Switch from Japanese to a Ducati 1098S

Jumping from a Japanese sportsbike onto a Ducati 1098S is a culture shock. So much is different, the natural reaction is rejection. But after a few rides you acclimatise to the Italian build wonder machine. The more I ride the Ducati 1098S, the more I love it. The Ducati 1098S.. well, I suspect I could be failing in love.

The change of tune is partly down to good old practice. If you've spent your days on Japanese liter bikes, the Ducati 1098S is difficult to ride. So many standard techniques either don't work or result in unpleasant surprises that it's easy to get dispirited. The Ducati 1098S is so capable, bit it requires the utmost confidence and commitment to get anywhere near its potential. The Ducati is so race poised, just to much for the average rider. It demands very special skills. Everything on the Ducati 1098S is awesome, but put it all together, makes it a real fecker to keep the front down when you want to.

So here, are my tips for rapid acclimatisation to an Ducati 1098S:
  • Keep the revs above 4000rpm in U-turns because when it stalls the massive twin stops the motorcycle dead and you'll be paddling like a duck. And wide A-road are not wide enough – this ain't no joke.
  • Open the throttle slowly midcorner until you're used to the immense torque. The Honda Fireblade I ran before was hardly gutless, but the Ducati 1098S is in a different league. Used to smoothly winding on midcorner power at about 5000rpm on the Honda Fireblade, I kept doing the same thing on the Ducati 1098S and was lucky not to meet the grass close-up.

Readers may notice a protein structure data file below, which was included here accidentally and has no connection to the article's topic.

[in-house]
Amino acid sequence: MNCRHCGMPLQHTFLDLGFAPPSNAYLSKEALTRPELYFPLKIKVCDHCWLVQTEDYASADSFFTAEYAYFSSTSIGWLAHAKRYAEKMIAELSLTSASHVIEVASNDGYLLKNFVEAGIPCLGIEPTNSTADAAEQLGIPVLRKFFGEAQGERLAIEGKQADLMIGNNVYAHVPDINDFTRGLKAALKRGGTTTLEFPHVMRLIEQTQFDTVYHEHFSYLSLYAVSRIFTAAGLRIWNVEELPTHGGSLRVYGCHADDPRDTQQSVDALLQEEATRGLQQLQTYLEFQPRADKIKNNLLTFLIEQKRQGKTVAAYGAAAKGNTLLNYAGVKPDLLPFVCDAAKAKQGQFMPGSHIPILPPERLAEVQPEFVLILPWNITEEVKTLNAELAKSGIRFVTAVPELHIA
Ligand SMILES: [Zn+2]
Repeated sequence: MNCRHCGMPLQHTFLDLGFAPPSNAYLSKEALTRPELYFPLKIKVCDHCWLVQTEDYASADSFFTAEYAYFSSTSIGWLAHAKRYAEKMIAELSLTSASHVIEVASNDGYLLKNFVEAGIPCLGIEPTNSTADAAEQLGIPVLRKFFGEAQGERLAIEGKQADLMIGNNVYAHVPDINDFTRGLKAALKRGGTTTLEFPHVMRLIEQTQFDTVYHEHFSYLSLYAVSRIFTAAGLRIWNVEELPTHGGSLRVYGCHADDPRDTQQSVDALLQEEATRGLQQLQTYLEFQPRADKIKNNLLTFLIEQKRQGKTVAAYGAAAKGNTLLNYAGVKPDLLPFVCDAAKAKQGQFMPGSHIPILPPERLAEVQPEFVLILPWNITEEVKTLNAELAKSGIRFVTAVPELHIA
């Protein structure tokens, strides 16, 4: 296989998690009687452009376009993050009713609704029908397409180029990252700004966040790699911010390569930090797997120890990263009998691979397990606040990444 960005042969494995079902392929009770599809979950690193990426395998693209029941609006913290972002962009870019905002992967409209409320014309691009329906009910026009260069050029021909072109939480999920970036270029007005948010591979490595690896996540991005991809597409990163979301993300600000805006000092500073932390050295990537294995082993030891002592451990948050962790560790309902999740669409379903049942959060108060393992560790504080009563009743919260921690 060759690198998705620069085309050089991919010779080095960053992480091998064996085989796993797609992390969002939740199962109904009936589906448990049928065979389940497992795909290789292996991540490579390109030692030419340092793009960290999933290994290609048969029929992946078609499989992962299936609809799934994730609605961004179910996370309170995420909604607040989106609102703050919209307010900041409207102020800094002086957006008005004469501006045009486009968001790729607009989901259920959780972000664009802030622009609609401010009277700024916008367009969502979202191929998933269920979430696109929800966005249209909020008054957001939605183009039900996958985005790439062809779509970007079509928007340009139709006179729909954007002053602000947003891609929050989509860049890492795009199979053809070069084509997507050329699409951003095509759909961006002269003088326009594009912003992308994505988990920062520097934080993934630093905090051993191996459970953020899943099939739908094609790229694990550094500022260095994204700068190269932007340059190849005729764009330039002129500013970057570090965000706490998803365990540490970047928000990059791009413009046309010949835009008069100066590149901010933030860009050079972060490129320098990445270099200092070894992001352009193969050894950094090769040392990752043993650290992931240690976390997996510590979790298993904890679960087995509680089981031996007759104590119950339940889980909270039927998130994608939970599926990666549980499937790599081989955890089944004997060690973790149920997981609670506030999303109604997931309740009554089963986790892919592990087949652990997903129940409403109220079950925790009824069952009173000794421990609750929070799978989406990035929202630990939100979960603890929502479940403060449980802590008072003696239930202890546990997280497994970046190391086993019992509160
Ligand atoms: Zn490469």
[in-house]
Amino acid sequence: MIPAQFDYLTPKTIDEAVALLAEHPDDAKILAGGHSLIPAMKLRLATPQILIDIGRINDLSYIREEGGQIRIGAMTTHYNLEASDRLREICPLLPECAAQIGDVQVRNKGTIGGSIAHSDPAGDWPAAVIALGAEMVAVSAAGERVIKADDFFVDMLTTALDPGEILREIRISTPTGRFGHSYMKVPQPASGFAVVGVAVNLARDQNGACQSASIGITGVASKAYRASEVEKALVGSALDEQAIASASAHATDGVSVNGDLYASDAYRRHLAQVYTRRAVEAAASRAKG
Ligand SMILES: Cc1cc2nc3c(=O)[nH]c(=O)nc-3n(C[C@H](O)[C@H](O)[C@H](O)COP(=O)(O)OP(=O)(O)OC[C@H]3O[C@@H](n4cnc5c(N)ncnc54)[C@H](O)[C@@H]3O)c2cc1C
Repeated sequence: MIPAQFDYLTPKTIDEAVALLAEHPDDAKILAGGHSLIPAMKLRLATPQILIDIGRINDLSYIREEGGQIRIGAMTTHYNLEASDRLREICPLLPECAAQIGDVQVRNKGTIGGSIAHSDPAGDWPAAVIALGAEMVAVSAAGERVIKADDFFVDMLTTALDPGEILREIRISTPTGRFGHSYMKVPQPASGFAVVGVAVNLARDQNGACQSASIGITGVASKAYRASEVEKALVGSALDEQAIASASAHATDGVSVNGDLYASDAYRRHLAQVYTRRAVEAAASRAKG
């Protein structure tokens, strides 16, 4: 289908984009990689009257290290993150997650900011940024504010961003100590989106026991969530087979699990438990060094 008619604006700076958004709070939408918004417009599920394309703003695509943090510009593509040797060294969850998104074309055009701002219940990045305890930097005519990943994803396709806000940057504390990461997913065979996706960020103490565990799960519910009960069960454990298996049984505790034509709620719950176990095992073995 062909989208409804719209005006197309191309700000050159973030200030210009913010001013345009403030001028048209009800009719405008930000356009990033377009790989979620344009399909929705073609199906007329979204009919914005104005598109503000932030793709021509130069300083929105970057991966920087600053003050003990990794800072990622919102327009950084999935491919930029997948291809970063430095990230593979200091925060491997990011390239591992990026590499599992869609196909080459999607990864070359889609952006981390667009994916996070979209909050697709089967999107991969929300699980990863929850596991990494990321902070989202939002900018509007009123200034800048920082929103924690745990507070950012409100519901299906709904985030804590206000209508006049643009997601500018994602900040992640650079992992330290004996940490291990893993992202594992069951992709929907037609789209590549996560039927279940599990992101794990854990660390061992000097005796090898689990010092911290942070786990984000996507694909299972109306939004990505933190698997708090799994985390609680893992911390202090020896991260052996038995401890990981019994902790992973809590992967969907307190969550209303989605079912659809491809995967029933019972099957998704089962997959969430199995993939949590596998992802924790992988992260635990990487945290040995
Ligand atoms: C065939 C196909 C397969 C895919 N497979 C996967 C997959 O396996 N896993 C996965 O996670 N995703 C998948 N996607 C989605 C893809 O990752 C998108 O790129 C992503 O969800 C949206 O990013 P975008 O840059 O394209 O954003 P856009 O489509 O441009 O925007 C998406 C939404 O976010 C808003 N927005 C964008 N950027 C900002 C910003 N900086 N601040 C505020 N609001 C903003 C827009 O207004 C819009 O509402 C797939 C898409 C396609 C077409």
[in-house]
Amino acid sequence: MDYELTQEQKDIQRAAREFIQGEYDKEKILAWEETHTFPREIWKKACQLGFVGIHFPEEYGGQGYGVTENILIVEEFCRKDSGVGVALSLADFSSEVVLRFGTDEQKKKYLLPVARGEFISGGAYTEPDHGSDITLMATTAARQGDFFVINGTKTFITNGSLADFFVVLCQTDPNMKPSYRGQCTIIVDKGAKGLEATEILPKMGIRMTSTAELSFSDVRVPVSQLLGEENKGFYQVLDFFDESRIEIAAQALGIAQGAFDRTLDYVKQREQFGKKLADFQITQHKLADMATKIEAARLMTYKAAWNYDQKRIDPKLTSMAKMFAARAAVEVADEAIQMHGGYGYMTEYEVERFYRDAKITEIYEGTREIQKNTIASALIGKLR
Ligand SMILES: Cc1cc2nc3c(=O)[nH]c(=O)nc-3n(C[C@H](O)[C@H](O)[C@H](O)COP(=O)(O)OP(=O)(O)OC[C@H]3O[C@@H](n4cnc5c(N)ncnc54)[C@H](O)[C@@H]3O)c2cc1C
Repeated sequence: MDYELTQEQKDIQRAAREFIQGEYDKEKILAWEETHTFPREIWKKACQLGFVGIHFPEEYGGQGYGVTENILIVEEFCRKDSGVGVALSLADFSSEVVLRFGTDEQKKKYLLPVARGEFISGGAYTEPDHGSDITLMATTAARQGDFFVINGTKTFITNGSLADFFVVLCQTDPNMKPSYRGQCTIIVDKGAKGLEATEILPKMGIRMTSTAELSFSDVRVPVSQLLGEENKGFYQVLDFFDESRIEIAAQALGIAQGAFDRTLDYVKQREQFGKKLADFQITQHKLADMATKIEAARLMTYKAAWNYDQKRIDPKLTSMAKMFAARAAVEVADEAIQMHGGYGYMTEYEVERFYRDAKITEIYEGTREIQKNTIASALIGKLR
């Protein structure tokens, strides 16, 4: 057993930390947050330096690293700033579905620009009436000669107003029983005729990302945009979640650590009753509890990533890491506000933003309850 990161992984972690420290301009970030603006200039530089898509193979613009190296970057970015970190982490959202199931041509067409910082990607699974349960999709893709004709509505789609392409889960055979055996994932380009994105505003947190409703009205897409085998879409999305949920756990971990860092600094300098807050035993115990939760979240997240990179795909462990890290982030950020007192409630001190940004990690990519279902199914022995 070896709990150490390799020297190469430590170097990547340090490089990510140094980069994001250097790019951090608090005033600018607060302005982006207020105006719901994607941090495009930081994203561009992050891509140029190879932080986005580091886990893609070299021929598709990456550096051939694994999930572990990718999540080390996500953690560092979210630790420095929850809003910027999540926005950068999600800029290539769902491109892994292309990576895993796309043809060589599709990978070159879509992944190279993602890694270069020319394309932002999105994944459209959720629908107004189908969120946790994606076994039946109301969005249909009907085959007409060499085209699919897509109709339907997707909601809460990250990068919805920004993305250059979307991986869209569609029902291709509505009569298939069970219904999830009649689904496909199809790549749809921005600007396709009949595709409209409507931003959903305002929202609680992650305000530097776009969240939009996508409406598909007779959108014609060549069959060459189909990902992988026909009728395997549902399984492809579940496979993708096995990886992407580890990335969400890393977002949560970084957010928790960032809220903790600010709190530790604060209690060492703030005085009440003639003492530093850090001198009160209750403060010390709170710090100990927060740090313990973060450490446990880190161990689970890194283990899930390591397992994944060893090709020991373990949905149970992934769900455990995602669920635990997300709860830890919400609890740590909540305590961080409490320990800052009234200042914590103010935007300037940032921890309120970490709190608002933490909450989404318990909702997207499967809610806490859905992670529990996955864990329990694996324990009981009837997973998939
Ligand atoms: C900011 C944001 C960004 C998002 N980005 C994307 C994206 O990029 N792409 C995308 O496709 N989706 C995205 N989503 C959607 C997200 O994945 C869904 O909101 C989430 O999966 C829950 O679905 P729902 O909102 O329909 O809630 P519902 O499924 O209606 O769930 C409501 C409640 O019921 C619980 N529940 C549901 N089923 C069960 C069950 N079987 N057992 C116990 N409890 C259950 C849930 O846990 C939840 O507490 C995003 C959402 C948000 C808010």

• Do not snatch open the throttle in first gear at 5000rpm for a peppy overtake or 'to see what happens'. IT will loop. By chance I was covering the back brake.
  • Do not use the clutch for wheelies. It slips and, is utterly unnecessary in first, second and, with a small crest, third gear.
  • Do not slam on the brakes without gripping the tank with your knees like you're trying to dent it, and building up gently. This is the only road bike I've ridden where I honestly thought I was going over the handlebars. The brakes are so strong you have to consciously push down on the footpegs when braking otherwise the g-forces slide your feet forward, eventually leaving them dangling in the breeze.
  • Do not employ maximum braking power when a Yamaha FZ1 is right up your tail – the rider will have palpitations and may justifiable try to punch you...
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Thursday, 01 April 2010 @ 10:16 PM ICT
instruction from you on how to ride a ducati is quite meaningless. I am assuming you are the same rider who allowed his ducati chain adjusters to rust, and the battery to run down.
Also, many people in Thailand cannot afford to purchase such a machine so who are you appealing to? Kindly keep your elitist aspirations/views to yourself and leave this otherwise excellent magazine as a forum for ordinary bikers who know how to ride without the boy racer/gosh i've scared myself attitude.